Controversy escalated Monday (Aug. 24) around Jerry Falwell Jr. After multiple news outlets reported he had agreed to resign his position as president of Liberty University, Falwell denied the reports, calling them “completely false” – and the school followed late Monday evening with an email saying Falwell “agrees to resign … then reverses course.”
Reports of Falwell’s resignation came amid allegations that he condoned an affair between his wife and a man described by Falwell as a family friend. The man, who was also a business partner, told Reuters that he had a sexual relationship with Becki Falwell from 2012-2018, and alleged that Jerry watched their encounters.
But in an interview Monday evening with Virginia Business, Falwell called the allegations “90% false.” He told several news outlets he had not agreed to resign.
Late Monday night, the school disputed Falwell’s denial. In a statement emailed to Baptist Press, school spokesman Scott Lamb wrote that Falwell had agreed “to resign immediately as President of Liberty University today but then instructed his attorneys to not tender the letter for immediate resignation.”
The statement said the executive committee of Liberty’s board of trustees and then the full board of trustees would meet Tuesday morning. Jerry Prevo, Liberty’s acting president, was quoted in the statement:
“I call up on the University community and supporters to be in prayer for the University and for all its leadership, past, present and future, as we walk with the Lord through this stormy time of transition.”
Falwell, son of Liberty founder Jerry Falwell Sr., had been on indefinite leave since Aug. 7 after criticism for posting a photo to social media that showed him on a donor’s yacht with his pants unzipped and his arm around a female Liberty employee. He told a local radio station the photo was taken during a costume party while he was on vacation.
Sunday evening, Falwell released a statement to the Washington Examiner claiming Becki had an “inappropriate personal relationship” in the past with a family friend who had threatened to go public. Falwell said he and his wife had faced “increasingly threatening behavior” including extortion.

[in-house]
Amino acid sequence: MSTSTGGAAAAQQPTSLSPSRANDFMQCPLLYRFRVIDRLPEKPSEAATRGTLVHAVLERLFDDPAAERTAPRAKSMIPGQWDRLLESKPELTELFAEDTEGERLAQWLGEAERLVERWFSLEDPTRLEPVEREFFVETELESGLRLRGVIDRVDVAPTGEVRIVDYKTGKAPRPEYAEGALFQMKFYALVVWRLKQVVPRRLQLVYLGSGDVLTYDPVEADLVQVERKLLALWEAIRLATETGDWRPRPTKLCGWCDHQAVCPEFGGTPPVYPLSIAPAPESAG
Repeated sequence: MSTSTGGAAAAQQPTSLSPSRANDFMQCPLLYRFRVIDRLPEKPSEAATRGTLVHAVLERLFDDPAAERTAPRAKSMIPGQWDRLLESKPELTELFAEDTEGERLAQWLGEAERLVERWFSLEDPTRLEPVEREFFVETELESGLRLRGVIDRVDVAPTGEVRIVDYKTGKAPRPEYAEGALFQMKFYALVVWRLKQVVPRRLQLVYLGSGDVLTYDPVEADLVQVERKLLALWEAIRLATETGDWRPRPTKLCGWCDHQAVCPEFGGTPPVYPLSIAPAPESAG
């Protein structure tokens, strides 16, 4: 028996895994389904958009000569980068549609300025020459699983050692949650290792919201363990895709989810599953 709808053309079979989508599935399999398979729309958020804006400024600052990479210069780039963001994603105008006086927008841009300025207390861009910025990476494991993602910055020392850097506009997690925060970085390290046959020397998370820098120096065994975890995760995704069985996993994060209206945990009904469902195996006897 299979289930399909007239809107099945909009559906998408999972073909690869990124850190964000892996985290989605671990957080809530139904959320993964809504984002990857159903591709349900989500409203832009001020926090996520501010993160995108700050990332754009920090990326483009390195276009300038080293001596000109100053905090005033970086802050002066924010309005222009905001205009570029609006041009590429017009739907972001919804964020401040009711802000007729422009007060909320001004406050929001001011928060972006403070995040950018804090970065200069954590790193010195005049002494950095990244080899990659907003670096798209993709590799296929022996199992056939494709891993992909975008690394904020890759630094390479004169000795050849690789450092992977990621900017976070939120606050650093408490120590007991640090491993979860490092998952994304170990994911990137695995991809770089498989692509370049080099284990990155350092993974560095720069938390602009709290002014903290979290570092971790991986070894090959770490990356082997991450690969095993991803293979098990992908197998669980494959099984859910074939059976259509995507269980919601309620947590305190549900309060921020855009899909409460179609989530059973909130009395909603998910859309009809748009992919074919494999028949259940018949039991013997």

In the statement, Falwell also denied being involved in the sexual relationship. He described the situation, even after the relationship had ended, as “like living on a roller coaster” and a “‘fatal attraction’ type situation.”
“Over the course of the last few months,” Falwell said in the statement, “this person’s behavior has reached a level that we have decided the only way to stop this predatory behavior is to go public.”
Less than 24 hours later, the Reuters report was published. Hours after that, several news outlets reported Falwell had agreed to resign — and shortly afterward, he denied it to Virginia Business.
Falwell became Liberty’s president after his father’s death in 2007 and presided over an era of tremendous growth for the university. Enrollment has grown from 38,000 to 100,000, and the school’s athletics program has moved to the top level of NCAA competition.
The school’s endowment grew to more than $1.7 billion under Falwell’s leadership, and he oversaw approximately $1 billion in ongoing or planned construction on the 7,000-acre campus.
Prevo, who had been the chairman of the board of trustees, was named acting president Aug. 10. Last Friday (Aug. 21), the board of trustees met and released a statement saying “the decision whether to retain Falwell as President has not yet been made,” and requesting “prayer and patience as they seek the Lord’s will and also seek additional information for assessment.”
But in the email Monday night, Lamb wrote that since Falwell went on indefinite leave, the board of trustees had determined he should not return, writing that “additional matters came to light that made it clear that it would not be in the best interest of the University for (Falwell) to return from leave and serve as President.”
Editor’s note: This story has been updated to reflect developments including Jerry Falwell’s denial and Liberty’s response.